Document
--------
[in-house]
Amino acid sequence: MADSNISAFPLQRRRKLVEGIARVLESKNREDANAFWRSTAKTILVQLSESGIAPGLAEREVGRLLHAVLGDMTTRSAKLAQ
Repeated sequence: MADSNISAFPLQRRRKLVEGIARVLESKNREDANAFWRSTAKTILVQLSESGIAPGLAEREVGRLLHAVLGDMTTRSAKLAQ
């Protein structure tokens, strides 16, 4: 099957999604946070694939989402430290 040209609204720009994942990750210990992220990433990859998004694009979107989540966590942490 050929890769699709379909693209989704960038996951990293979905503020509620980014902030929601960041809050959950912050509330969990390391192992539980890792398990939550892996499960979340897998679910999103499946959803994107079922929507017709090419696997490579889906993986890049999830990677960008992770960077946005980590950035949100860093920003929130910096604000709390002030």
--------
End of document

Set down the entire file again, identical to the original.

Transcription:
[in-house]
Amino acid sequence: MADSNISAFPLQRRRKLVEGIARVLESKNREDANAFWRSTAKTILVQLSESGIAPGLAEREVGRLLHAVLGDMTTRSAKLAQ
Repeated sequence: MADSNISAFPLQRRRKLVEGIARVLESKNREDANAFWRSTAKTILVQLSESGIAPGLAEREVGRLLHAVLGDMTTRSAKLAQ
């Protein structure tokens, strides 16, 4: 099957999604946070694939989402430290 040209609204720009994942990750210990992220990433990859998004694009979107989540966590942490 050929890769699709379909693209989704960038996951990293979905503020509620980014902030929601960041809050959950912050509330969990390391192992539980890792398990939550892996499960979340897998679910999103499946959803994107079922929507017709090419696997490579889906993986890049999830990677960008992770960077946005980590950035949100860093920003929130910096604000709390002030």